Wlliam Gilmore Simms
Joscelyn: A Tale of the Revolution >> Chapter XXXII: Conference and Confidence >> Page 275

image of pageExplore Inside

Page 275

Novel (Romance) | The Reprint Company | 1975, 1976
Transcription JOSCELYN275
She brought forth from her chamber a small bit of leather, on
which was rudely inscribed, with ink, the figure of a horse-shoe,
within which, traced in rude but distinct letters, were the initials
"C. C.," with a cross, or asterisk, between them.
"Jest you show that to Clym Carter, ef you meets him, and tell
him all what you know, of what's happened to you here. You won't
tell him any lie, for I sees that you're a gentleman; but even ef you
was to do so, he'd see through you in a twink, and a'ter that, he
wouldn't hear to a word that you could say. Clym's not a born gen-
tleman, mind you, I don't say that, but he's what a gentleman ought
to be, he's as honest as broad daylight ! I'm his mother, and ought
to know, young man, though, I reckon, you're a thinking in your
secret heart that I ought not to say it; but I only say it bekaise I
thinks it will be better for you to know what he jest is, as a man sf
sp errit ! "
She proceeded to indicate the route which Walter should pursue,
in which he would be most likely to find her son, and so direct was
her description, so clear, so free from unnecessary words or any cir-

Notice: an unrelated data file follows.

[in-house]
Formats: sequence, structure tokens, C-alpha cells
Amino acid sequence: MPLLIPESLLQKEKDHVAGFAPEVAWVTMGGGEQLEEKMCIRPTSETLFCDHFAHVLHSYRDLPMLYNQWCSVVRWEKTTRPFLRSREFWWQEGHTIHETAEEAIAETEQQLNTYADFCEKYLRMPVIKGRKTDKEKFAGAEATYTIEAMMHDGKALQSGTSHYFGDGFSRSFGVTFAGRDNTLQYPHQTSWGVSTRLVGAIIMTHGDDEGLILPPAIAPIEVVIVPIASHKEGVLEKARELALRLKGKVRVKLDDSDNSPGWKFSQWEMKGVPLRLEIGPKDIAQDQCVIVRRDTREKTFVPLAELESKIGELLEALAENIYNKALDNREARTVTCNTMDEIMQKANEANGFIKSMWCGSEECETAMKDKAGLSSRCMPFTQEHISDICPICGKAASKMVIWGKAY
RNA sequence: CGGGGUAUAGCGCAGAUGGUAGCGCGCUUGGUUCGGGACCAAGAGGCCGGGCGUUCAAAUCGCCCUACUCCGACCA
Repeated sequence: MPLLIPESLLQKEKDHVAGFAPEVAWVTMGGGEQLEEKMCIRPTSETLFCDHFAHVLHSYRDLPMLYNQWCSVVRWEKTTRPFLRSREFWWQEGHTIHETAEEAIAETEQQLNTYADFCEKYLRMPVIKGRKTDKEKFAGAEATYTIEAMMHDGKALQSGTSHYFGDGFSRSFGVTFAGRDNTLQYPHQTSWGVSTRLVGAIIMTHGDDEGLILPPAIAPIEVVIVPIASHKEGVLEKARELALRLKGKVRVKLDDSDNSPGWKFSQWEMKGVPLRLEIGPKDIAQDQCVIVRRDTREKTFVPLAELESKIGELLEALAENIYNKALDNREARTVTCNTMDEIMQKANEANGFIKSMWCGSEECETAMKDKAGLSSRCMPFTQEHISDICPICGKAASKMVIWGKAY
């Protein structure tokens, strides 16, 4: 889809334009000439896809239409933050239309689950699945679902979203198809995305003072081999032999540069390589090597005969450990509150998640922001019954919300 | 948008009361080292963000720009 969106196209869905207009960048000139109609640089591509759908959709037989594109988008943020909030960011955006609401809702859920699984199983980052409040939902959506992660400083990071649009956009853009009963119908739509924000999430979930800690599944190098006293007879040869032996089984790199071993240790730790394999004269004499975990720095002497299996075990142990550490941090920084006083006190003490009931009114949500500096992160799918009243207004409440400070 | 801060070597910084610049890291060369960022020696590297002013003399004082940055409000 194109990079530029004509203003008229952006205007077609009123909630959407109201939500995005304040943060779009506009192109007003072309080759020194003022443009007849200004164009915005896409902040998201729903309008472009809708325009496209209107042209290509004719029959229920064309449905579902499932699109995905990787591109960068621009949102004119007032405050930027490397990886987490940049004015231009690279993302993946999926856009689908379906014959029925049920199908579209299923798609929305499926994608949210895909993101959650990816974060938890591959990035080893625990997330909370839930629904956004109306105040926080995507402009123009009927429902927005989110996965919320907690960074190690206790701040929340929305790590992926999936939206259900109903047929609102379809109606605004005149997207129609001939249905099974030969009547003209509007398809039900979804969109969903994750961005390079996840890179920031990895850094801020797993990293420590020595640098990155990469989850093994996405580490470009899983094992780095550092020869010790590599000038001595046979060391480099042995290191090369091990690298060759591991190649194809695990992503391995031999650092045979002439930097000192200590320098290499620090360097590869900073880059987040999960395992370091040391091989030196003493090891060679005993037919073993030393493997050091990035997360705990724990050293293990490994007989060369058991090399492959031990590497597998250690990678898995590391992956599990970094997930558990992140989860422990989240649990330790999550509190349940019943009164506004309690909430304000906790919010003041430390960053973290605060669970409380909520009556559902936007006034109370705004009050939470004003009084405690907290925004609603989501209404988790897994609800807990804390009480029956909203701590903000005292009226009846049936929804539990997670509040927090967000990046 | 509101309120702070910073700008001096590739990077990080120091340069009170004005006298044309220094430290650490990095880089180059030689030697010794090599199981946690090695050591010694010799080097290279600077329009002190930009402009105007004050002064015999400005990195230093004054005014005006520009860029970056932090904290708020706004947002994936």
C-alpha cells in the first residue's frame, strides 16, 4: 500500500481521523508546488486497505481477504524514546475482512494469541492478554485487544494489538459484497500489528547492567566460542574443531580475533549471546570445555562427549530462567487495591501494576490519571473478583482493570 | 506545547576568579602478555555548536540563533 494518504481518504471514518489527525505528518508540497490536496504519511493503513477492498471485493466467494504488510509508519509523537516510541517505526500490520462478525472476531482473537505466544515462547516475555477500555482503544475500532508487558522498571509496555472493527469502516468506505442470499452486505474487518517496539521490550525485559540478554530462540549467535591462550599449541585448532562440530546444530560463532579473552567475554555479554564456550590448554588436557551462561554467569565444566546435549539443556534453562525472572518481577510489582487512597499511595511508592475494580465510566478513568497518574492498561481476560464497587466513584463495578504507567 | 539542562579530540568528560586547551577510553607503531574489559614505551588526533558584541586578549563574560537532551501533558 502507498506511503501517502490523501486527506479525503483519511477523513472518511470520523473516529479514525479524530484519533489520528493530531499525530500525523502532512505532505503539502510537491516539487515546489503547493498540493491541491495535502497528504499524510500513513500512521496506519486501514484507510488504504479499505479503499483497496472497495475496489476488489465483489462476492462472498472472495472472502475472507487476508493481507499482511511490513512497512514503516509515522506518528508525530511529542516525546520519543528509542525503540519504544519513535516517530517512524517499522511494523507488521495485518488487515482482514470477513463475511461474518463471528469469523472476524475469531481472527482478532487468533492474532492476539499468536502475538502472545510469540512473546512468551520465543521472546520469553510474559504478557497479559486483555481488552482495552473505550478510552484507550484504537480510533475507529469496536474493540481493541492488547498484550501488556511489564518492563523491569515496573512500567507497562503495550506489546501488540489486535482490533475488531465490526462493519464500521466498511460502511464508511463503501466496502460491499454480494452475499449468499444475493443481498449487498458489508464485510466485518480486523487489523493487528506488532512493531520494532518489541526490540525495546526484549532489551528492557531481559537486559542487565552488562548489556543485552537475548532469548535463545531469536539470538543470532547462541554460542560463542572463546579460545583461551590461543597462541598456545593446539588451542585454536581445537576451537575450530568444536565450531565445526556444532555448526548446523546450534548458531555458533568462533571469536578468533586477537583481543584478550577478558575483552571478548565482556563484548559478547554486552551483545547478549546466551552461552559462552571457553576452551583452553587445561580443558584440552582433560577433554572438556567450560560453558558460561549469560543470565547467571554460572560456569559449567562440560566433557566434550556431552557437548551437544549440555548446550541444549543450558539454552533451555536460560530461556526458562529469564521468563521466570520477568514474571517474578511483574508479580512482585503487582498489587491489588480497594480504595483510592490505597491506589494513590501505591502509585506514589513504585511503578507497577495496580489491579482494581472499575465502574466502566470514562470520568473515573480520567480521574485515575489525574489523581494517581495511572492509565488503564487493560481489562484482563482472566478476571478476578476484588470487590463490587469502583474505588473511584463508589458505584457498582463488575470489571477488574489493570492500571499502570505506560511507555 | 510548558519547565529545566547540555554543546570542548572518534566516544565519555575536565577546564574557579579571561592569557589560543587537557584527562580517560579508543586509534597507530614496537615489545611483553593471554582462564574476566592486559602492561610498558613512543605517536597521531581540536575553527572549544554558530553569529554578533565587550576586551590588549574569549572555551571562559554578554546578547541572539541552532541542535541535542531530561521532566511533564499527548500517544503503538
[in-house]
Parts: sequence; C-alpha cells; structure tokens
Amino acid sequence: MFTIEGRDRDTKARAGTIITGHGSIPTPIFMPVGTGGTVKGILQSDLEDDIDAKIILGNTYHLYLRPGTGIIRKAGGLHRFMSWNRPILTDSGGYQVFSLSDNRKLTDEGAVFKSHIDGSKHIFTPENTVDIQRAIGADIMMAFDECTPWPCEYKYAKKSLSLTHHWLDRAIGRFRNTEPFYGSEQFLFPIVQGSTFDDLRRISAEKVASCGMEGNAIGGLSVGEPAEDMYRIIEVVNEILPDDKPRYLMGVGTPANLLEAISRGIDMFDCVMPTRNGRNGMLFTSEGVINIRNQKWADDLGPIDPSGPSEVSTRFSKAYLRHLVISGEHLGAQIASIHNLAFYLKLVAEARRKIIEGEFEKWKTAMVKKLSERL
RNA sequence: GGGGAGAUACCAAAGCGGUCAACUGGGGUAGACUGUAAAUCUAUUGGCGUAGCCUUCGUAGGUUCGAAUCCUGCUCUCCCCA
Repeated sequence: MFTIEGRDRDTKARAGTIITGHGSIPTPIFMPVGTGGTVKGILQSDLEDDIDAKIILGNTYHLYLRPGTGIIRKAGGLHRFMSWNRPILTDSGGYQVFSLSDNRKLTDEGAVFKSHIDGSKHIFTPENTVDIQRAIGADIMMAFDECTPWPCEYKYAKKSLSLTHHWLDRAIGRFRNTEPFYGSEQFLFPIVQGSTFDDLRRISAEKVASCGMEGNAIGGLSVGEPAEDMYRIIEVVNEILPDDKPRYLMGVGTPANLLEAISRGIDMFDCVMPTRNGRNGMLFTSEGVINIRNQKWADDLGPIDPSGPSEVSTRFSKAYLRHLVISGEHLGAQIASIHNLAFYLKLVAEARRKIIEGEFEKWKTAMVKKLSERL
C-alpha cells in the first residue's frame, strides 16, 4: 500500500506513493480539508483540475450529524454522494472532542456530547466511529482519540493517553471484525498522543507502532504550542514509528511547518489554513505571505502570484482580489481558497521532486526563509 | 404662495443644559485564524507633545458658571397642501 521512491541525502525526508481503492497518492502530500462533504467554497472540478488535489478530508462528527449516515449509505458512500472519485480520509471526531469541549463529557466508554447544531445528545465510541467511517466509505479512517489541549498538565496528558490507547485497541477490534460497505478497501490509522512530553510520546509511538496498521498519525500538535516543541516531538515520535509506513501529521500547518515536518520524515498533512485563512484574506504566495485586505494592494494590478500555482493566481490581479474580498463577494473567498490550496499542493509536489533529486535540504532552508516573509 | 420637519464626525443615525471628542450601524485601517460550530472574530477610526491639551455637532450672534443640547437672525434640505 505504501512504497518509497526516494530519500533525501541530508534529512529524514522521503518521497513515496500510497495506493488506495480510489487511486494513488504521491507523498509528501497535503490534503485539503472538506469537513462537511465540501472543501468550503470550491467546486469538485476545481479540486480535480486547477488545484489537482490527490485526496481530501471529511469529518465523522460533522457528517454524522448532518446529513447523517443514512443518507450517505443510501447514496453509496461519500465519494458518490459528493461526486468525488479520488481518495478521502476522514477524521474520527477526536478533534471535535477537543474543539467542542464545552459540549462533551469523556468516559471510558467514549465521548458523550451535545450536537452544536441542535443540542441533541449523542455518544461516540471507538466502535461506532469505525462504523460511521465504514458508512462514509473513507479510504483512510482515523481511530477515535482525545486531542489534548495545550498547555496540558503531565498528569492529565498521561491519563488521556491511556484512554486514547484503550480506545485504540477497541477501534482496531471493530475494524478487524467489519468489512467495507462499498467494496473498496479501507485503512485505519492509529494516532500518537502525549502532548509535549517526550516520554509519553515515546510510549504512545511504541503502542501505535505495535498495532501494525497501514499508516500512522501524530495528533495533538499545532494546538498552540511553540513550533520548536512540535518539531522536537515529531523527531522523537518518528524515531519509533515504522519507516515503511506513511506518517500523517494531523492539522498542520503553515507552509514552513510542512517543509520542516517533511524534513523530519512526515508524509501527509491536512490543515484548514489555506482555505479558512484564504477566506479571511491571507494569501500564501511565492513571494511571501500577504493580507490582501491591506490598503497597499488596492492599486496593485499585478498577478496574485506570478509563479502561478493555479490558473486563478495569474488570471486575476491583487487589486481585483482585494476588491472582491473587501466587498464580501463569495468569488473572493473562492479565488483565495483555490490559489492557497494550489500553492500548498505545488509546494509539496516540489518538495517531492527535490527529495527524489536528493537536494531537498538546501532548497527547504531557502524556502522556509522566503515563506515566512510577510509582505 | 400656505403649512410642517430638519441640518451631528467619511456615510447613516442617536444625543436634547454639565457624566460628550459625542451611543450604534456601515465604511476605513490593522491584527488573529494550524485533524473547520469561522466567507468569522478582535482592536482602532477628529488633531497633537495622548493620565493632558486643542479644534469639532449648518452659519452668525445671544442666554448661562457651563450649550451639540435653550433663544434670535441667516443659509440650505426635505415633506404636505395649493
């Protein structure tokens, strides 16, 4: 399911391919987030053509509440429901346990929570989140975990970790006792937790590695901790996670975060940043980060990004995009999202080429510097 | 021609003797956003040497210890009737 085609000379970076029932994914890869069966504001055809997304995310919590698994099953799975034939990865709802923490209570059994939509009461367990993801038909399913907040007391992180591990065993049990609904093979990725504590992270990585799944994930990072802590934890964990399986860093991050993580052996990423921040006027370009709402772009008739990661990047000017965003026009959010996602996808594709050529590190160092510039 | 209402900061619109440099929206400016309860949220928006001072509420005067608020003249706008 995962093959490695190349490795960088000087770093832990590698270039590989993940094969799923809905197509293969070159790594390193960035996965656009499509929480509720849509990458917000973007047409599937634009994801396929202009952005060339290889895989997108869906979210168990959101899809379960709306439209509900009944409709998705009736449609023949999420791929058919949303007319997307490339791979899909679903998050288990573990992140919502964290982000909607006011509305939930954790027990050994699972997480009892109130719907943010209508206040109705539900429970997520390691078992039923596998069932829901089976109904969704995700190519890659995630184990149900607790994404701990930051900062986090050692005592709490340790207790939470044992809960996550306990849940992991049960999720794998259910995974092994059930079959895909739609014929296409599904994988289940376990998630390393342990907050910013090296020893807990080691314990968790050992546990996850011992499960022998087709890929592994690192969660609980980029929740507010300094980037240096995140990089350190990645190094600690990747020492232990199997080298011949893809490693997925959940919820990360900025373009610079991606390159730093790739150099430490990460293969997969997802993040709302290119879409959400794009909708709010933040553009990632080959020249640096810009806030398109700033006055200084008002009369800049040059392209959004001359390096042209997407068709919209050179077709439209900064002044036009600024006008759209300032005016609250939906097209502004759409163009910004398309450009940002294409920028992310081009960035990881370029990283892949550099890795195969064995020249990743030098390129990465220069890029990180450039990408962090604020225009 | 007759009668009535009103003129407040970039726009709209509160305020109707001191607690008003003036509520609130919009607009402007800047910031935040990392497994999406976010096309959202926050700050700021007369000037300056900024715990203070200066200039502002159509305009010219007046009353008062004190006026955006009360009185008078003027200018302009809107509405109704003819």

cumlocution, that he felt no difficulty in fixing all the details in his
memory at once. This done, the good woman said:
"And now, young man, I'll give you a bite of breakfast, and then
the sooner you sets off the better. You've got no time to waste in
scratching the head after a thinking that is slow to come. You've got
all the thinking now in your head that's needful, and the next need-
ful thing is to work it out after the fashion of the thinking."
We must take for granted that, as a gentleman, Walter was duly
considerate in making his acknowledgments. He handed his saddle-
bags to the old woman.
"Good Lord! what a slash the villain made in 'ern! It was a sharp
hunting-knife, young man, that made that cut."
She proceeded, without more words, to tumble out the clothes,
which constituted the chief contents of the saddle-bags.
"The Lord save us!" she exclaimed, as she counted the several
articles "The Lord save us ! no less than seven fine shirts, of the
best Irish linen, and drawers to match, and gloves, and hank-chers,
and´┐Żoh! bless me, young man ! the only nation wonder is, how you
git on in the world at all, with all this luggage. Why, my Clym will
go off for a month, and ef he carries with him one shirt only, it's